Initially, ONC will define EHI as the data elements in the United States Core Data for Interoperability (USCDI) standard. Almost all USCDI data elements are already captured in 2015 Edition certified EHRs today – which means that the information blocking policies will apply to the information that is likely available on an actor's system. However, under ONC's rule, the definition of EHI will eventually expand beyond the USCDI. Starting May 2022, the EHI definition will include the full HIPAA electronic designated data set.

Do We Have to Upgrade Our 2015 Edition Certified EHR by Nov. 2, 2020?

Unless delayed, the Nov. 2, 2020, date applies to compliance with the information blocking policies. Providers are not required to upgrade their EHRs to the new 2015 Edition certification criteria at that time. For example, providers do not have to immediately implement an application programming interface (API) that supports Fast Healthcare Interoperability Resources (FHIR) for the purposes of information blocking compliance.

What Are the Penalties?

Enforcement of information blocking civil monetary penalties (CMPs) will not begin until established by future notice and comment rulemaking by the Office of the Inspector General (OIG). As a result, actors would not be subject to penalties until CMP rules are final.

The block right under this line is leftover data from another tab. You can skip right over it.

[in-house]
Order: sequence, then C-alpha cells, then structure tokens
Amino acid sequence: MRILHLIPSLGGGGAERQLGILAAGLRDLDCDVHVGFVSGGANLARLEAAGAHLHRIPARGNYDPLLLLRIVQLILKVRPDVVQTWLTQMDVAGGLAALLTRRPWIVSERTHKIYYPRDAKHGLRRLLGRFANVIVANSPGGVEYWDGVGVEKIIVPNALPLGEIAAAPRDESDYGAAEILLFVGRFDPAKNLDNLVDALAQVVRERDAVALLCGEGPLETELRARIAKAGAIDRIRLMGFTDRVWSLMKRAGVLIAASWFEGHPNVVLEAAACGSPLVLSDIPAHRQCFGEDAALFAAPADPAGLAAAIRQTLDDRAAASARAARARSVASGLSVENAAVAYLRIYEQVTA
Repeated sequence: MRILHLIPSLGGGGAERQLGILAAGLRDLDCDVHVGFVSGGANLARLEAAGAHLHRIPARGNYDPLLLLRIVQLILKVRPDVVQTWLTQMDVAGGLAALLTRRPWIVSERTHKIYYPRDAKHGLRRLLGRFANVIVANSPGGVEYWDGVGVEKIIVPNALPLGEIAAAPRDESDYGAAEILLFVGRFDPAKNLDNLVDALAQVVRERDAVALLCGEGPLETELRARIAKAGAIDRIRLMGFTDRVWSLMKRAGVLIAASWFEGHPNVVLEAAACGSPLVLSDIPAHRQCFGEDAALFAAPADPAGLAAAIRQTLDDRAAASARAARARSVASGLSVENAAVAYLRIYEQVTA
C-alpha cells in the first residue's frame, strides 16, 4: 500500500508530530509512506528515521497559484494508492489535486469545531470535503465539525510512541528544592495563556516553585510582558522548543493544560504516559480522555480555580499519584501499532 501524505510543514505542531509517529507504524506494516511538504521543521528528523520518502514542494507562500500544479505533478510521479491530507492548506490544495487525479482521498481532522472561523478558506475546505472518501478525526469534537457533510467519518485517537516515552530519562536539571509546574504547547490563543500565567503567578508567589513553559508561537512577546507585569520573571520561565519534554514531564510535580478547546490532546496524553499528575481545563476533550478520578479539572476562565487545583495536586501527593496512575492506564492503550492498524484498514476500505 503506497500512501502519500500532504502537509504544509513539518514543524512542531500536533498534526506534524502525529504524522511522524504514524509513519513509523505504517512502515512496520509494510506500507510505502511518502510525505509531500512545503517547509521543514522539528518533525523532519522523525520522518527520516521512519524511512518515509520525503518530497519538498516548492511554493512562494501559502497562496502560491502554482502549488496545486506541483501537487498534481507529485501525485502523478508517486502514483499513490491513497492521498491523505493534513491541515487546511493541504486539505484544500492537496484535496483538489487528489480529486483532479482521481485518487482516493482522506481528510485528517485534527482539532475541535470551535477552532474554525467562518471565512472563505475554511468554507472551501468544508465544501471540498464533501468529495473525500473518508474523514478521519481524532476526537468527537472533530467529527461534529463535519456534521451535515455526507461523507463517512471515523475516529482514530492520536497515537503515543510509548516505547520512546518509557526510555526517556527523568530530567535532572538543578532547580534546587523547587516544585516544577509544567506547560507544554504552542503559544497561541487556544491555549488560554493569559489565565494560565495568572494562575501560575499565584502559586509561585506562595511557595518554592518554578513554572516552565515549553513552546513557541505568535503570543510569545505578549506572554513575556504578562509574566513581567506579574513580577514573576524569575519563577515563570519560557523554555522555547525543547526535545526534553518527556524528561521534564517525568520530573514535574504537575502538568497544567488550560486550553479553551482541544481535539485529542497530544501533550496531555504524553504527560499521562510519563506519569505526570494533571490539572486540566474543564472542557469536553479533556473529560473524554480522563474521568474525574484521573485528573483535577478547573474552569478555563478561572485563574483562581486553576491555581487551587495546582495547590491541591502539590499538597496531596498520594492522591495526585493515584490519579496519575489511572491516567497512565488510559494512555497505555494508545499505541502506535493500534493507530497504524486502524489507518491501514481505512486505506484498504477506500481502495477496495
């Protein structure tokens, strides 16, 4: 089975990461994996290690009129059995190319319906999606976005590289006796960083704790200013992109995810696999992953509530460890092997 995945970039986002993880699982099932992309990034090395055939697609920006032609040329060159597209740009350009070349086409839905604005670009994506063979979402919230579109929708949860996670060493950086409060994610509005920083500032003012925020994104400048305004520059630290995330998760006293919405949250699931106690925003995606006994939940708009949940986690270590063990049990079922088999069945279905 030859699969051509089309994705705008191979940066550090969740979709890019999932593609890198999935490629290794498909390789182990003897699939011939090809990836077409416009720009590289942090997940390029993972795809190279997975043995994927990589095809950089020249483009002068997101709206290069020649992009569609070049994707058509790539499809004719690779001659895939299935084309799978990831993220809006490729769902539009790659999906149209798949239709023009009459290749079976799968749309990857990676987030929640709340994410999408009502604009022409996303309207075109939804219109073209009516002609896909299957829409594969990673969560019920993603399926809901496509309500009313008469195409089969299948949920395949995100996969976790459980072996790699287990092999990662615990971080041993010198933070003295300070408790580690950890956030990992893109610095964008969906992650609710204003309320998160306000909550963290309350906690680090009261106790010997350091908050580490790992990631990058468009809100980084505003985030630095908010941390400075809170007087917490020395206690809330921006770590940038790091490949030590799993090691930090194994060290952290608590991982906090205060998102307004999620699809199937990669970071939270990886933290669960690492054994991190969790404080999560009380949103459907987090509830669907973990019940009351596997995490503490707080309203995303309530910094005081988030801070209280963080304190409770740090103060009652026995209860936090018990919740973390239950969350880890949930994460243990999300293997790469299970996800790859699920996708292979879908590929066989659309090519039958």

For providers, ONC didn't establish a mechanism for information blocking disincentives. However, providers must agree to the "prevention of information blocking" to meet Promoting Interoperability (PI) reporting requirements under the Merit-based Incentive Payment System (MIPS) of the Quality Payment Program (QPP).

What Are Some Ways to Prepare?

For providers, it is essential that clinicians and staff know what to do when they receive data requests and what is at risk if accused of information blocking. Also, providers are encouraged to revisit documentation regularly as their health IT capabilities advance.

DISCLAIMER: Because of the generality of this update, the information provided herein may not be applicable in all situations and should not be acted upon without specific legal advice based on particular situations.